Motivation Matters: 3 Things Getting in Your Child’s Way
It’s December, which means there’s only one thing standing between your child and winter break: homework – and lot’s of it.
Whether they have a big project due before break or a slew of final exams (or both), the big workload is a tough pill to swallow this time of year. Who wants to study when they can instead dream of vacation, sleeping in, and holiday presents?
So, if your child is having a hard time with the final push before break, it’s not hard to understand why.
The real question is how to overcome this slump. Afterall, we parents are also dreaming of the slower days and long holiday weekends ahead but we have to first help our kids finish out the semester.
Here are three sources of low motivation and what we as parents can do about them.
Executive Function Dysfunction
Kids need solid executive function skills to manage their school work. These skills include the ability to plan and organize assignments, and manage time effectively.
If your child’s executive function skills are lagging, this time of year is particularly tough. This short quiz can help you get an idea of whether executive function skills are to blame.
A student who does not have the skills to break projects down into smaller parts or create a study plan for their various finals is going to look at their December workload and find it insurmountable.
To make matters worse, students in this situation may already be contending with a backlog of past due assignments.
If it doesn’t feel doable, why even try, right?
Our goal as parents is to coach our child on how to make the work doable. This may involve asking them questions that help them break their work into smaller parts they can tackle on a nightly basis and encouraging them to write the plan down. It may involve coaching them on how to communicate with a teacher about extensions, if needed, or how to ask for clarification about what the assignment(s) entail.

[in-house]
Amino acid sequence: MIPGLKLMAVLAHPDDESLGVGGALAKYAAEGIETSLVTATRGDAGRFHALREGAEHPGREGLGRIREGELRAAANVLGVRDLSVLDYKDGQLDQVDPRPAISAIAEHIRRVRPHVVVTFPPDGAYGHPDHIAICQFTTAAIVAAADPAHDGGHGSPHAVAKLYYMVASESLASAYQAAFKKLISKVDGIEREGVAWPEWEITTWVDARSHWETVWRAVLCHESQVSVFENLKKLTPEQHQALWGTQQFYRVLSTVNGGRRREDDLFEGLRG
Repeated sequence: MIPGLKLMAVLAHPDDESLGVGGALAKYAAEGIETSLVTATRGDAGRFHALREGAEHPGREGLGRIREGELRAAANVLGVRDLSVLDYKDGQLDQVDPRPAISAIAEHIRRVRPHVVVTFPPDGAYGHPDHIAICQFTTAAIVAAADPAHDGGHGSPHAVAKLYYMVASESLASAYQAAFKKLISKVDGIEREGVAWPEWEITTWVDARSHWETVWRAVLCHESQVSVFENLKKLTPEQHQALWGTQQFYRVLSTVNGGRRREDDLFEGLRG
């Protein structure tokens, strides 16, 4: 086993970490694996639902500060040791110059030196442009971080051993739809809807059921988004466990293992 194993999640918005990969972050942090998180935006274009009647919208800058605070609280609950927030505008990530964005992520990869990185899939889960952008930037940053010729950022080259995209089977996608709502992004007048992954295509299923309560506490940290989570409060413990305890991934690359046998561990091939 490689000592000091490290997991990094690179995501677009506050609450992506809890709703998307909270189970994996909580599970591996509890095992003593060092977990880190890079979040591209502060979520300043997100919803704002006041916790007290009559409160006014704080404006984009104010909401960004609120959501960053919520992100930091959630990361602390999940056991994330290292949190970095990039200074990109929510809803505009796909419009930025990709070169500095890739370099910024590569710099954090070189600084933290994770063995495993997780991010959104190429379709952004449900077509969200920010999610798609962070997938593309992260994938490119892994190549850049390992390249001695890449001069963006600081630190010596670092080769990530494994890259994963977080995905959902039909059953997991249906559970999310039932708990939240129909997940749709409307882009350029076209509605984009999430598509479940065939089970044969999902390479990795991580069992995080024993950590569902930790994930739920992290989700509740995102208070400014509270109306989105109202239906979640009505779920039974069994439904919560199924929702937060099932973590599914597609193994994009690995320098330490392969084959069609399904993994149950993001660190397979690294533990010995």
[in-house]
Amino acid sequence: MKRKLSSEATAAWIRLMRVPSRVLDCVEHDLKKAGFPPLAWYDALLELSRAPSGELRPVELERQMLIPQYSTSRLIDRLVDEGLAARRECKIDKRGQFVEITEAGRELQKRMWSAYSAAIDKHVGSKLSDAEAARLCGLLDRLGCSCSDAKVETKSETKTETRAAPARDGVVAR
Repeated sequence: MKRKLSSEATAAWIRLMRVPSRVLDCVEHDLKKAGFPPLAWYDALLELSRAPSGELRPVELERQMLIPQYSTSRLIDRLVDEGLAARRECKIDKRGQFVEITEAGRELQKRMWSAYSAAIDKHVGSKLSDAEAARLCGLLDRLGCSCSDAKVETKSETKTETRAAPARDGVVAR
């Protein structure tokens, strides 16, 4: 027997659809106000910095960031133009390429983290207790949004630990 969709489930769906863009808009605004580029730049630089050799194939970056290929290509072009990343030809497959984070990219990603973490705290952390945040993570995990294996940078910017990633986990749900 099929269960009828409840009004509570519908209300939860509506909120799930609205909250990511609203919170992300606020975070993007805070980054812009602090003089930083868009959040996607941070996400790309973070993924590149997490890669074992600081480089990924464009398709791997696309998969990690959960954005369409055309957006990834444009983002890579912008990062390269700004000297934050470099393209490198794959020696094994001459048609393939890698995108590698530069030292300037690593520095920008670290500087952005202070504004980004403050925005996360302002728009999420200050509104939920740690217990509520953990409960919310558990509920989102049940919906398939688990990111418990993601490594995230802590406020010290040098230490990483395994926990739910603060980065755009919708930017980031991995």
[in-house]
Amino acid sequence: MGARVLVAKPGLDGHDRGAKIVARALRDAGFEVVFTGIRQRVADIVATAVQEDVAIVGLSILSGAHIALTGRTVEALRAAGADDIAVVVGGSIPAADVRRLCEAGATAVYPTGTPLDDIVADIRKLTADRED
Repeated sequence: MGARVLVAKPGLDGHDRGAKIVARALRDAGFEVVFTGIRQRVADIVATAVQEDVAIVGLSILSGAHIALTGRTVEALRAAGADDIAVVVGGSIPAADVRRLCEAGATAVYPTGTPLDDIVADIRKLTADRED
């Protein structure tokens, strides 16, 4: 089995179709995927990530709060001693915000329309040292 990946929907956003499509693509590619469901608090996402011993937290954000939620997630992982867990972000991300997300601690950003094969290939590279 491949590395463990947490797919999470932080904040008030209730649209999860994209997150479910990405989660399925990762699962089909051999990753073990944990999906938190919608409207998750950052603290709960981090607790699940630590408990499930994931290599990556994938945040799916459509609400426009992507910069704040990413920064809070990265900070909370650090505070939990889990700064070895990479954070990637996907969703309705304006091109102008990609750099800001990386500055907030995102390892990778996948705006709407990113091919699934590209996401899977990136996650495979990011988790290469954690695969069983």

The level of support you need to provide, will depend on how strong or weak your child’s EF skills are. (Our EF skills quiz can help you figure that out.)
Sometimes, it’s easier to take yourself out of the equation. Let’s be honest, how many middle and high school students will think any idea their parent has is a good one? It’s ok, and often very helpful, to let someone else encourage your child to write things down. That’s where our Executive Function Coaches come in.
Our kids have a lot on their plates and twenty years of teaching has taught us here at Applerouth that all kids want to do well. This is true whether they show it with anxious overexertion or by pretending like they don’t care at all.
If your child tends to the anxious overexertion side of things, they may reach a point of burn out before the semester is out.
These kids may need extra support and encouragement to allow time for a reset. Are there things they can take off their plate or put on a temporary hiatus until finals are over? And are there ways they can reassess their anticipated workload and commitments for next semester? Regardless of the workload, do they have regular time for rest and recharging build into their schedule.
Some parents are surprised to learn that a child who is overdoing it on work, might stand to benefit from Executive Function Coaching (either from a parent or a professional), just as much as kids who aren’t getting the work done at all.
The Work is Too Challenging (or Not Challenging Enough)
One of the trickiest things in education is differentiation – delivering the content to each child in a way that challenges them to grow without overwhelming them or leaving them behind. If your child is in any classes that are missing the mark by either extreme – either not providing any challenge at all or providing content that’s way too difficult, your child is likely to disengage.
The long-term solution, if you suspect this is the case in any class, is to meet with the school and see where you can recalibrate. Is some type of enrichment available for your child who excels in math? Would the learning curve be more manageable in honors physics rather than AP?
In the short-term, before finals are over, you can support your child by helping them at home with a more challenging subject (or by getting an Academic Tutor). For classes where they’re not very challenged and seem disengaged, it can’t hurt to offer some positive reinforcement that helps them slog through whatever assignments or studying they have left for the semester.
Ask your child what might make a really fun study break and then help them schedule it in over the next few weeks. Maybe they’ll want to allow themselves 30 minutes of Netflix time after a solid two-hour study session each evening. Let them lead the way and they’ll be more excited about the idea.
Give these strategies a try and, if you’re looking for more support, schedule a call with an Applerouth Advisor to discuss Executive Function Coaching or Academic Tutoring. We’re offering a holiday deal on both programs – how’s that for some motivation?